its Bass folder, the P4’s knob will dial through the bass sounds, but no
others. Naturally, you’ll see the name of the preset in the Nektar
panel. By setting up a Favorites folder for each module, you can select
patches from the P4 at a gig without having to touch the computer.
Beneath the LCD are five function buttons, M1 through M5.
In many situations, M5 opens up a menu. In Instrument mode, you can
scroll up and down in the menu with the data knob, hit M5 again, and the
LCD will change to show a new set of instrument parameters, such as the
At this point, the eight knobs to the right of the LCD are
your instrument control panel, and the LCD shows both the functions of
the knobs and the current values of their parameters. This system is
very easy to work with, provided you have a decent idea of how the
Reason modules work. With a module as complex as Thor, the M1 through M4
buttons will also be active, allowing you to do things like step from
one oscillator to another.
In Instrument mode, the first eight sliders to the left of
the LCD control a couple of ADSR envelopes (assuming the instrument has
two ADSRs). The ninth slider is always the master level for the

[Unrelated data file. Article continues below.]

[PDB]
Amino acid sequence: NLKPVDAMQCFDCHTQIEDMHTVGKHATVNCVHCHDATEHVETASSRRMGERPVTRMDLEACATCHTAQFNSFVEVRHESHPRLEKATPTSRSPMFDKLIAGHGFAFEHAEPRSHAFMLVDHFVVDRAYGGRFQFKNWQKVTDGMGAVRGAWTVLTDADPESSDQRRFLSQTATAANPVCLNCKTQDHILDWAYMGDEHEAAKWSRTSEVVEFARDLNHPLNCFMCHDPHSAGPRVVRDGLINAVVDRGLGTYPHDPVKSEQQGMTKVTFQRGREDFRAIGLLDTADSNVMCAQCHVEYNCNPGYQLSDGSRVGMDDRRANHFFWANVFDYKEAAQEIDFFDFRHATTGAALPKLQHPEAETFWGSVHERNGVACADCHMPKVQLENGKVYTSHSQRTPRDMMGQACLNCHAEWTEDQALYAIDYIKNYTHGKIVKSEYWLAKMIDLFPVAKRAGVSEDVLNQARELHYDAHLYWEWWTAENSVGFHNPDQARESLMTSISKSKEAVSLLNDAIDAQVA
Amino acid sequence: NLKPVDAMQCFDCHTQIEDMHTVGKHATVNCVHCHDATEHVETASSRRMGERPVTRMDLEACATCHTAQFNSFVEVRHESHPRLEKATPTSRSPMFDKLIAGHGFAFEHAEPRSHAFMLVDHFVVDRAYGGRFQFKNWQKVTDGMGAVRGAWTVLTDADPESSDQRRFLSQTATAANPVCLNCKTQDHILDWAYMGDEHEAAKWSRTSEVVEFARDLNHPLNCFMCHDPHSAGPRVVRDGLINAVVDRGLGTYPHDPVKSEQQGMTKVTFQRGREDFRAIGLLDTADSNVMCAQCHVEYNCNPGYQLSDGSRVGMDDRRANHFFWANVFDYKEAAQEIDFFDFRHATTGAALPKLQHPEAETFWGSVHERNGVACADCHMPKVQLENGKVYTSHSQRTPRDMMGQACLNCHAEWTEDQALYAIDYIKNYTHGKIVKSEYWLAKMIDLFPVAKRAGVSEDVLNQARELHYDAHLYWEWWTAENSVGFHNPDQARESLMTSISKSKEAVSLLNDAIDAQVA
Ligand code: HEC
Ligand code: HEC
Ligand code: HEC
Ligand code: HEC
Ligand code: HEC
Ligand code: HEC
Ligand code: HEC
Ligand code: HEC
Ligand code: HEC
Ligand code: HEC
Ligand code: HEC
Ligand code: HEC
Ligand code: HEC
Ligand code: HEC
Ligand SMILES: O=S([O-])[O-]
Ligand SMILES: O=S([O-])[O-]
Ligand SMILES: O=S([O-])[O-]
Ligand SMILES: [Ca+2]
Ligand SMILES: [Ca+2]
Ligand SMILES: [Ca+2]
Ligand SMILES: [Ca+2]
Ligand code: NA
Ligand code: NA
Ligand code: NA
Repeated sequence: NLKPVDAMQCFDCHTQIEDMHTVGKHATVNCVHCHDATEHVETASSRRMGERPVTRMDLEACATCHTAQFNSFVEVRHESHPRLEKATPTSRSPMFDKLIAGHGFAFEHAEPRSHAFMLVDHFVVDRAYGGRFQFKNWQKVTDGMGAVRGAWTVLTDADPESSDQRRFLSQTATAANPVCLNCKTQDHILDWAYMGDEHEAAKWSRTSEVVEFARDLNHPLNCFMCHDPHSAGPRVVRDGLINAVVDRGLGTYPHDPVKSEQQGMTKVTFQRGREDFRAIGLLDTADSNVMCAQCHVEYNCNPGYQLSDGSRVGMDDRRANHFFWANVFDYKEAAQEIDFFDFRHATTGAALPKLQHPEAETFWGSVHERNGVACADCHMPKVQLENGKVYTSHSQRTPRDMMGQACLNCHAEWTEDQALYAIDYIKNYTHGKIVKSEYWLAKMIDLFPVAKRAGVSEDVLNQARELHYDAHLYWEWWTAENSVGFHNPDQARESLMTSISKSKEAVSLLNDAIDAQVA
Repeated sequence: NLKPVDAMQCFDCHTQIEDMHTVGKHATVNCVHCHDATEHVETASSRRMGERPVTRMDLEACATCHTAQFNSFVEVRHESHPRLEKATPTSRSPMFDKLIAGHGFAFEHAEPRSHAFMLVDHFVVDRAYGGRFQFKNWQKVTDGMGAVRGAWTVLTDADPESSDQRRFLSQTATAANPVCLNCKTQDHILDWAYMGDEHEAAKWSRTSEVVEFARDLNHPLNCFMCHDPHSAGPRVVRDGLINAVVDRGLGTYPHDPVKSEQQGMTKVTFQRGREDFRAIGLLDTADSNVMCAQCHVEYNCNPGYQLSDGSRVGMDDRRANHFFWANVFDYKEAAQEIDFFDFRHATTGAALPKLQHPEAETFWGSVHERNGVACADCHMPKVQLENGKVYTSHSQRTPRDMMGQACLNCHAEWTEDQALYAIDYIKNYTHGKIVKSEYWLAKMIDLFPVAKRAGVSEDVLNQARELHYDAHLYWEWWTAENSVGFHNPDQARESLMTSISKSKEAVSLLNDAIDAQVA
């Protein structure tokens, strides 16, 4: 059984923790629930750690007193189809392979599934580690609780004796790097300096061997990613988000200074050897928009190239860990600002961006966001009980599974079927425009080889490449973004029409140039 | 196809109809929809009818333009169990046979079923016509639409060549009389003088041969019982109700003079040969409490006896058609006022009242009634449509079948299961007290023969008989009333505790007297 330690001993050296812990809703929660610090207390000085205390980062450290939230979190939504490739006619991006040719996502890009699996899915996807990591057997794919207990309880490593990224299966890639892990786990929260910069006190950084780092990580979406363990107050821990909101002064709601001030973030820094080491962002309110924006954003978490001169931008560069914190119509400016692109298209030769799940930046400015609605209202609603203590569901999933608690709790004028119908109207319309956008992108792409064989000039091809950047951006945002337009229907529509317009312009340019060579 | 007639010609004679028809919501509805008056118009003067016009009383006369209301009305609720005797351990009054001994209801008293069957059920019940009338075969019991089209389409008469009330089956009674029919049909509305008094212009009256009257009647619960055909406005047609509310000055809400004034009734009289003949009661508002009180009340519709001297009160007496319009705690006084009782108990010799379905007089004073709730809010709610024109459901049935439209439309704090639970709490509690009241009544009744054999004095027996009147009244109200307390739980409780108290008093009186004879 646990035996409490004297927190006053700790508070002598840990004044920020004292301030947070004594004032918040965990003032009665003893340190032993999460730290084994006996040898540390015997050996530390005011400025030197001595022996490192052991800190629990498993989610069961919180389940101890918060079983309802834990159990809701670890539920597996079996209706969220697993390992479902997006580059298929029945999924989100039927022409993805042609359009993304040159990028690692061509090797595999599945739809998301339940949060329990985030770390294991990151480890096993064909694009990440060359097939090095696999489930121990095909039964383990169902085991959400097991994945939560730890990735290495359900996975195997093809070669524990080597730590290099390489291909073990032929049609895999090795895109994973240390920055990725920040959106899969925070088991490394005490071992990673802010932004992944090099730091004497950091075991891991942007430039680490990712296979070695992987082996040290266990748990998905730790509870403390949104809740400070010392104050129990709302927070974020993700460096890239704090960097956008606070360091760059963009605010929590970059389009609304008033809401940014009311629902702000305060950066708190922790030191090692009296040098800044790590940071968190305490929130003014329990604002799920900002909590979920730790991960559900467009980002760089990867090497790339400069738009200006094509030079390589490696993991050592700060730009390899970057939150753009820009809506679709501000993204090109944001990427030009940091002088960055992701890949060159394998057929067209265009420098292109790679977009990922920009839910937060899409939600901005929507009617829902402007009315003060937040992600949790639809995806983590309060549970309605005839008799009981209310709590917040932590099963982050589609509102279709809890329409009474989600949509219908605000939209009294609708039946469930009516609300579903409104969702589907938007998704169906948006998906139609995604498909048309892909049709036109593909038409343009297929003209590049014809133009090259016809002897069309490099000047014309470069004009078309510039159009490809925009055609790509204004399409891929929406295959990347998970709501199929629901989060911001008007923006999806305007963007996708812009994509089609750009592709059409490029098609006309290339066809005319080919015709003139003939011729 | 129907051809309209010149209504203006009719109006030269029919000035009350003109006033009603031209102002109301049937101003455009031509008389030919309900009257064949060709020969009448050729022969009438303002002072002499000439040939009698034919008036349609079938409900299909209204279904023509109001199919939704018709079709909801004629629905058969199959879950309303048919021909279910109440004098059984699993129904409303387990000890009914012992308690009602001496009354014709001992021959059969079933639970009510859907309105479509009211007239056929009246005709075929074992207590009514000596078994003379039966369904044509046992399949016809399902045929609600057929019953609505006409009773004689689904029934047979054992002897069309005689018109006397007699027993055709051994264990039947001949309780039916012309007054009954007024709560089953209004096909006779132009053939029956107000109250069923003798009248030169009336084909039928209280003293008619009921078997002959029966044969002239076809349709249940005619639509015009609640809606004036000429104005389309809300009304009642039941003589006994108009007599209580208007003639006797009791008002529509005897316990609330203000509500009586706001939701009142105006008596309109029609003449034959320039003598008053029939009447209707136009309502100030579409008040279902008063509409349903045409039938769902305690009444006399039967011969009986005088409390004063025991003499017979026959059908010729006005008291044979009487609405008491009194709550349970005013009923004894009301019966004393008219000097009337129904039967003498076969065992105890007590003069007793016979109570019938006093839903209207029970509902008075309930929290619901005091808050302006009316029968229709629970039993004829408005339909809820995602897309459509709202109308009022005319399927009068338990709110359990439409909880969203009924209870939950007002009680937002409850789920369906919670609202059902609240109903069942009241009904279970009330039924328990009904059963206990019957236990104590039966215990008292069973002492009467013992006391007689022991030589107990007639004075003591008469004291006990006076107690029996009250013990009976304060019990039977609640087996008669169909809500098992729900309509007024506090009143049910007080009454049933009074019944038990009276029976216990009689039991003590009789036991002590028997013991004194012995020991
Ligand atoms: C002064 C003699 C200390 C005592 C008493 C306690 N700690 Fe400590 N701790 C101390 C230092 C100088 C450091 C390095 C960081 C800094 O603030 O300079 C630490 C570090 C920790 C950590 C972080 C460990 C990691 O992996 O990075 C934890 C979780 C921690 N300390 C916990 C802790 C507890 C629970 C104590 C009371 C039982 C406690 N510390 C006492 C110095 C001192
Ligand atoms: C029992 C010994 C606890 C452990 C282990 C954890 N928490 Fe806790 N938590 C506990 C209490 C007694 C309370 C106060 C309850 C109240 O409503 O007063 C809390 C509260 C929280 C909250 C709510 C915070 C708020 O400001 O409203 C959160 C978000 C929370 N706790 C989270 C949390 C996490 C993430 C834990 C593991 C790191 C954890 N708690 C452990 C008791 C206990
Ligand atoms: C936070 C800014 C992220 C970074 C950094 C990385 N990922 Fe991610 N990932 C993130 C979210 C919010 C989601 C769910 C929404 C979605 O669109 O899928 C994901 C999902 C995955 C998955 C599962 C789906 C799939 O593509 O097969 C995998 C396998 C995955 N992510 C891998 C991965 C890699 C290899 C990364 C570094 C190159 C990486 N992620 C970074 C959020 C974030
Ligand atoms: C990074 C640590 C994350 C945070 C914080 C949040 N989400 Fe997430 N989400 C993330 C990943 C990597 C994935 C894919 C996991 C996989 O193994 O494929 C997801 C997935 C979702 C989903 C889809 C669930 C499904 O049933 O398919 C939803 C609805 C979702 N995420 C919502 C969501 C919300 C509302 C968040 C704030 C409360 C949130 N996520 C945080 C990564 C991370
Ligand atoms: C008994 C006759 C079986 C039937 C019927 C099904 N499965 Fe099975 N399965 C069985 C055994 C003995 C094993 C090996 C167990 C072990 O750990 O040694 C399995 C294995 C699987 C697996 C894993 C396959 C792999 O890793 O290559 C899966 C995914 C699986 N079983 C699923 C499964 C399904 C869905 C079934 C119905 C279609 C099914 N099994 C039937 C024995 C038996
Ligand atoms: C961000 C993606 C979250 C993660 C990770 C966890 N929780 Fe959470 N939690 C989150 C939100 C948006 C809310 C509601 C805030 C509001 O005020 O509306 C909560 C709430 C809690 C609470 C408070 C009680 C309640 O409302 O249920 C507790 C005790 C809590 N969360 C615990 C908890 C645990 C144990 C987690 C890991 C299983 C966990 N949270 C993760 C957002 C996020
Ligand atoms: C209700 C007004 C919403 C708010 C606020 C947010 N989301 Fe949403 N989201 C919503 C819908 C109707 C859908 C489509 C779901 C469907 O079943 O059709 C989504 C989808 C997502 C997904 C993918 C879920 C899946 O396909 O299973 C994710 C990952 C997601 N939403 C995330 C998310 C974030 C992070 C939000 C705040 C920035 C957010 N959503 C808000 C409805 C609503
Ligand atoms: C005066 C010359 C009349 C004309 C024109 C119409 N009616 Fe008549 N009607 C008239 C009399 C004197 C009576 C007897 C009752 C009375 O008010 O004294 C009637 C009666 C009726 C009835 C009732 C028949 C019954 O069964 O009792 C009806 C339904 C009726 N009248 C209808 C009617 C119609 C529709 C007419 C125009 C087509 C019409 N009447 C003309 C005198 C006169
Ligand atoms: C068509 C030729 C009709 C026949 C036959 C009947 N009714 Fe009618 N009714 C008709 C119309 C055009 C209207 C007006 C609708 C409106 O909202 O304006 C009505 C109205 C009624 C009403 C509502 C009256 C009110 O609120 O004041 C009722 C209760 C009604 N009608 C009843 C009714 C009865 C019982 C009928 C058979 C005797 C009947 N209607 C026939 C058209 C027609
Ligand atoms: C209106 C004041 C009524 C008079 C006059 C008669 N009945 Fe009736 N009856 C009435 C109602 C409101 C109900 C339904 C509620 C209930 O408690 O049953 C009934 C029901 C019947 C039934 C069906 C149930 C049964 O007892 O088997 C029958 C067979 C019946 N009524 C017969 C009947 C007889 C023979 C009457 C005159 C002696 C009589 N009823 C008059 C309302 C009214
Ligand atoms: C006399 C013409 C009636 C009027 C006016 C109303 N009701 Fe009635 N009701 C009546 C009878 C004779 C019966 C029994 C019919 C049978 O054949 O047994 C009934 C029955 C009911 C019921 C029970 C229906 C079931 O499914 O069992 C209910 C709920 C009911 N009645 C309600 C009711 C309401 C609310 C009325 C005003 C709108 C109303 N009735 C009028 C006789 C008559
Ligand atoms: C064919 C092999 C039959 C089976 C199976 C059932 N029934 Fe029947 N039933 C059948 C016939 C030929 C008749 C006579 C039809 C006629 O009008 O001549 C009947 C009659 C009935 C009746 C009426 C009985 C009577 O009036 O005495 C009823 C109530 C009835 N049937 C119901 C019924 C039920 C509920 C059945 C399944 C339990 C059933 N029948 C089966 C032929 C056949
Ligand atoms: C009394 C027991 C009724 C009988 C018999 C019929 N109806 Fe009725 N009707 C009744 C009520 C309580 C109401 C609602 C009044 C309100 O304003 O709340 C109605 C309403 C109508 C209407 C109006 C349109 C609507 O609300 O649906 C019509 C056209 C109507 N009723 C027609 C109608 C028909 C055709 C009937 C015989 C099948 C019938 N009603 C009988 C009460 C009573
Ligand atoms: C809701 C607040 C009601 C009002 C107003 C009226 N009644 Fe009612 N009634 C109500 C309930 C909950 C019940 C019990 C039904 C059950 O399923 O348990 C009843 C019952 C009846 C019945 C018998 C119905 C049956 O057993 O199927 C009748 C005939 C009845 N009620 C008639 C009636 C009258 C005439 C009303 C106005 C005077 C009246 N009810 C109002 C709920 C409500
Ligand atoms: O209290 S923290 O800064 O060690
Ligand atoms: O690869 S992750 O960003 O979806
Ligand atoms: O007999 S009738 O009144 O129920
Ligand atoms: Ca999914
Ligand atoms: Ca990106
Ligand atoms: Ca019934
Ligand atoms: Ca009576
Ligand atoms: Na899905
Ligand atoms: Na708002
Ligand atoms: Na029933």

instrument. Again, this is a nice touch for live performance, because
these are often-used controls.
The ten Transport buttons operate Reason’s transport no
matter what mode the P4 is in—record, stop, rewind, loop on/off, and
other commands are always available. Put the P4 into Transport mode
proper, and you can move the loop start and end markers, change the
tempo or the click volume level, add a new MIDI lane to the currently
selected track (with or without muting an existing lane), and more. The
dedicated Track+ and Track- buttons, available in every mode, step
through the tracks in the sequence, and the LCD shows the name of the
Mixer Mode and the Motorized Fader
Mixer mode is more complex than Instrument mode or
Transport mode. In Mixer mode you can assign the P4 to Reason’s main
SSL-style mixer console, to a 14:2 or 6:2 mixer module, or to the
When controlling the SSL mixer, the eight sliders to the